Below is the list of Penetration Testing checklist notes that were discussed in the OWASP meeting I attended yesterday.
1). Web Applications – Check if a web application is able to identify spam attacks on contact forms used in the website.
2). Proxy Servers – Check if the network traffic is monitored by proxy appliances. Proxy servers make it difficult for hackers to get internal details of the network.
3). Spam Email Filters – Verify if incoming and outgoing email traffic is filtered and unsolicited emails are blocked.
4). Firewalls – Make sure an entire network or computers are protected with a firewall.
5). Exploits – Try to exploit all servers, desktop systems, printers and network devices (Within scope).
6). Verification – Verify that all usernames and passwords are encrypted and transferred over secured connections like HTTPs.
7). Cookies – Verify information stored in website cookies. It should not be in readable format.
8). Vulnerabilities – Review previously found vulnerabilities to check if the fix is working.
9). Open Ports – Ensure there are no unnecessary open ports on a network.
10). Telephones – Check all telephone(VOIP) devices.
11). WiFi – Test Wifi network security.
12). HTTP Methods – Review HTPP methods. PUT and DELETE methods should not be enabled on web server.
13). Passwords – Password should be at least 8 character long containing at least one number and one special character.
14). Usernames – Usernames should not be like “admin” or “administrator”
15). Application Login Pages – Application logins pages should be locked upon few unsuccessful login attempts (Brute force attacks).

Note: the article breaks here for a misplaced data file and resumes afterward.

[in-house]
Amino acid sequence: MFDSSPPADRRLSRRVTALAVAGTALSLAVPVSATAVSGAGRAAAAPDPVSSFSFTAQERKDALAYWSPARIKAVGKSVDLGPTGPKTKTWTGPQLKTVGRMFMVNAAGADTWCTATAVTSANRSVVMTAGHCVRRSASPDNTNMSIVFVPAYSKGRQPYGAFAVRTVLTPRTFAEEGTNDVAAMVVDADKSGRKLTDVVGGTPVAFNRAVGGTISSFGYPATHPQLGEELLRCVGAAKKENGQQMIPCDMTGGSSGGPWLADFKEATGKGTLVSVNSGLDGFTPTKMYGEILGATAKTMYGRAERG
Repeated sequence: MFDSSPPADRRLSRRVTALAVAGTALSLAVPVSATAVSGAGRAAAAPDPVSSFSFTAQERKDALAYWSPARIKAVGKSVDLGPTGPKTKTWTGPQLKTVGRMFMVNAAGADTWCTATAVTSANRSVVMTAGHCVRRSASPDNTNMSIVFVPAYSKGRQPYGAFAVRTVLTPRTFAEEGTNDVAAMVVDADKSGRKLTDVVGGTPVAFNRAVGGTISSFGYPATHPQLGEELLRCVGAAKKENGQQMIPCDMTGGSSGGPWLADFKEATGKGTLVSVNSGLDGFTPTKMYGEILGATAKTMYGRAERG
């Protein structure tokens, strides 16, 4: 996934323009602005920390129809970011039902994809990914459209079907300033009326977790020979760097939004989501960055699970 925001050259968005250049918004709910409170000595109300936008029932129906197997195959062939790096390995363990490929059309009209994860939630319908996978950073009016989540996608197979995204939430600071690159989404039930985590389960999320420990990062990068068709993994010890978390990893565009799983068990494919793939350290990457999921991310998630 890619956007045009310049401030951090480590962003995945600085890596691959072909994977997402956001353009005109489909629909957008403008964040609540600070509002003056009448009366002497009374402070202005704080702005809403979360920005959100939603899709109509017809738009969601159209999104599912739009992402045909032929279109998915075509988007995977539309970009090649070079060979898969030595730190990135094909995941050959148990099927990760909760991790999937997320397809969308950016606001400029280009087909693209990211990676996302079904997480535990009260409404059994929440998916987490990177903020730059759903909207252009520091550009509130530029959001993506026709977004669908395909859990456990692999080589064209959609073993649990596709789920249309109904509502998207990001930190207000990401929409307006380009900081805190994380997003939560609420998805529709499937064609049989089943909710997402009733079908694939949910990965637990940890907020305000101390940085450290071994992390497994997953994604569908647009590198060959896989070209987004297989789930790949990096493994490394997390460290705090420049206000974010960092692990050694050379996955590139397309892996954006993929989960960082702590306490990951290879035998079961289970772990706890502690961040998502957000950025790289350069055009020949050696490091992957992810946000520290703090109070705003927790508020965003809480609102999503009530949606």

16). Error messages – Error messages should be generic and not mention specific error details like “Invalid username” or “Invalid Password”.
17). Special Characters – Verify if special characters, HTML tags and scripts are handled properly as an input value.
18). Internal System Details – Internal system details should not be revealed in any of the error or alert messages.
19). Custom Error Messages – Custom error messages should be displayed to the end users in case of web page crash.
20). Registry Entries – Review the use of registry entries. Sensitive Information should not be kept in registry.
21). Scanning Files – All files must be scanned before uploading to server.
22). Sensitive Data – Sensitive data should not be passed in URL’s while communicating with different internal modules of the web application.
23). No Hard-Coded usernames or passwords – There should not be any hard coded username of password in the system.
24). Input Fields – Check all input fields with long input strings – With and Without spaces.
25). Password Functionality – Ensure reset password functionality’s secure.
26). SQL Injection – Check application for Cross Site Scripting.
27). XSS – Check application for Cross Site Scripting.
29). System Resources – Critical resources in the system should be available to authorized persons and services only.
30). Access Permissions – All access logs should be maintained with proper access permissions.
31). Ending Sessions – Check that user sessions end upon log off.
32). Directory Browsing – Verify that directory browsing is disabled on the server.
33). Up To Date Versions – Verify that all applications and database versions are up to date.
34). URL Manipulation – Review URL manipulation to make sure a web application is not showing any unwanted information.
35). Buffer Overflow – Check memory leak and buffer overflow.
36). Brute Force Attacks – Check if systems are safe from Bruce Force Attacks – use a trial and error method to find sensitive information like passwords.
37). DoS (Denial of Service) – Ensure the system or network is secured from DoS (Denial-of-service) attacks.
All credits to Rob Taylor
Hope you’ve liked it.